1. Generate a list of all functions

    list_functions $FILES > list.txt
  2. Assign each function a globally unique ID

    enumerate_functions.py list.txt | sort > enum_list.txt
  3. Insert preamble logging unique ID into each function

    for FILE in $FILES
    do
        preamble --function_ids enum_list.txt --out `basename $FILE .i`.preamble.c $FILE
    done
  4. Log all function returns

    for FILE in $FILES
    do
        returns --out `basename $FILE .i`.preamble.return.c `basename $FILE .i`.preamble.c
    done

Inserting Locally Scoped ID Logging

Assume that the environment variable FILES is the list of preprocessed files used in the project.

  1. Generate list of functions called by each function

    list_called_functions $FILES > called.txt
  2. Assign each function called an ID unique relative to the other functions called by the caller

    enumerate_called_functions.py called.txt > enum_called.txt
  3. Insert statement logging the ID of the callee before each function call

    for FILE in $FILES
    do
        local_ids --function_ids enum_called.txt --out `basename $FILE .i`.local.c $FILE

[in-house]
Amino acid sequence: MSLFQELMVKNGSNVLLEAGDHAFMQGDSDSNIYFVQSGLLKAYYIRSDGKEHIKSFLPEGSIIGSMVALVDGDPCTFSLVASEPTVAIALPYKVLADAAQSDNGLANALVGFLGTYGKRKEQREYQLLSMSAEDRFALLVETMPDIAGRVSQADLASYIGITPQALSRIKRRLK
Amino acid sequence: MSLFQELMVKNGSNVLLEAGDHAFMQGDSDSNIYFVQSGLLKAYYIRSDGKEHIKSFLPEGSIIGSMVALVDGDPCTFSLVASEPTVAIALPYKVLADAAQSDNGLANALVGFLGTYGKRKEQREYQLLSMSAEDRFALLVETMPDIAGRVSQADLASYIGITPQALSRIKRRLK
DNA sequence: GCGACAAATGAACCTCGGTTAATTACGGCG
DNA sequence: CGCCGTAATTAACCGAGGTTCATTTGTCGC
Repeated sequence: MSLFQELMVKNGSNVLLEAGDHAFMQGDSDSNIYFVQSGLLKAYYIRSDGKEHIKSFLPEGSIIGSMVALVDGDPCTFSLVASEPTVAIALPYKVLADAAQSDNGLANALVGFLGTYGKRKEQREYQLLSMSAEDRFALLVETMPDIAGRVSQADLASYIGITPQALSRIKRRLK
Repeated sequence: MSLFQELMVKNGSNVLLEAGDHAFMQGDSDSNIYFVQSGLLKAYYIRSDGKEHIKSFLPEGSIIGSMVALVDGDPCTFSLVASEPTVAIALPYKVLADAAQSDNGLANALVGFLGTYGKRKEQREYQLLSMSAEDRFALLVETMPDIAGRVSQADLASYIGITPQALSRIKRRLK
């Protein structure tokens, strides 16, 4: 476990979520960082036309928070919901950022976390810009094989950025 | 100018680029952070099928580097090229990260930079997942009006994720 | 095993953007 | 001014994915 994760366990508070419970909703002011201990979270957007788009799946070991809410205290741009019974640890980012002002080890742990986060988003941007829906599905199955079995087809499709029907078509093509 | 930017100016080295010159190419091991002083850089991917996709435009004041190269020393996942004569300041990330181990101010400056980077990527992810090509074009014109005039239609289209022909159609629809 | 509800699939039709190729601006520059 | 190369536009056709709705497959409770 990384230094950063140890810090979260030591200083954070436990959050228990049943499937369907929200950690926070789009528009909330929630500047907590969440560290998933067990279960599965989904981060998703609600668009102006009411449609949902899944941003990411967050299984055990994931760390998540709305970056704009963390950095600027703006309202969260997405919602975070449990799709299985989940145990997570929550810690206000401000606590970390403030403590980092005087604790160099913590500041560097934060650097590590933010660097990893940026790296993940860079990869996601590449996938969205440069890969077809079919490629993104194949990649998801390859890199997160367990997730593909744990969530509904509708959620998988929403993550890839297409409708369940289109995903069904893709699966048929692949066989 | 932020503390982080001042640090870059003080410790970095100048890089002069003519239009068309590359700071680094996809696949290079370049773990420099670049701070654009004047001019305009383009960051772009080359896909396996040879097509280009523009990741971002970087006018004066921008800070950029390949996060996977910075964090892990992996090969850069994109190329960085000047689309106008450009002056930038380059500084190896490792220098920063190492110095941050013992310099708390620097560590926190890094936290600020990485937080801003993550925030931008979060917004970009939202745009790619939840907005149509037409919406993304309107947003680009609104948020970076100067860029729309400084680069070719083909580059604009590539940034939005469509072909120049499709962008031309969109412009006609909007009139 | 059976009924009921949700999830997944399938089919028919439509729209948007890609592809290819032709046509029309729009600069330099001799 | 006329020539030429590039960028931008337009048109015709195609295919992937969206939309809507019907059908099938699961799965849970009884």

done
  4. Generate list of potential jump points (interrupt handlers or function pointer targets) for each function.

    get_jmp_points.py -o jumps.txt $FILES
  5. Insert preamble to jump points logging the identity of the jump point.

    for FILE in $FILES
    do
        preamble --function_ids jumps.txt --out `basename $FILE .i`.local.jump.c `basename $FILE .i`.local.c
    done
  6. Log all function returns

    for FILE in $FILES
    do
        returns --out `basename $FILE .i`.local.jump.return.c `basename $FILE .i`.local.jump.c
    done

Inserting Runtime Control Flow Logging

Assume that the environment variable FILES is the list of preprocessed files used in the project.

  1. Generate the control flow graph for each file in the program

    for FILE in $FILES
    do
        extract_cfg $FILE > `basename $FILE .i`.dot
    done
  2. Perform a NULL reduction on the graph to generate an easy to parse representation of the full control flow within a file

    for FILE in $FILES
    do
        reduce_cfg.py -n `basename $FILE .i`.dot > `basename $FILE .i`.null.cfg
    done
  3. Insert path logging statements into the file

    for FILE in $FILES
    do
        cfg_branches --cfg_data `basename $FILE .i`.null.cfg --out `basename $FILE .i`.null.c $FILE
    done
  4. Generate list of potential jump points (interrupt handlers or function pointer targets) for each function.

    get_jmp_points.py -o jumps.txt $FILES
  5. Insert preamble to jump points logging the identity of the jump point.

    for FILE in $FILES
    do
        preamble --function_ids jumps.txt --out `basename $FILE .i`.null.jump.c `basename $FILE .i`.null.c
    done
  6. Log all function returns

    for FILE in $FILES
    do
        returns --out `basename $FILE .i`.null.jump.return.c `basename $FILE .i`.null.jump.c
    done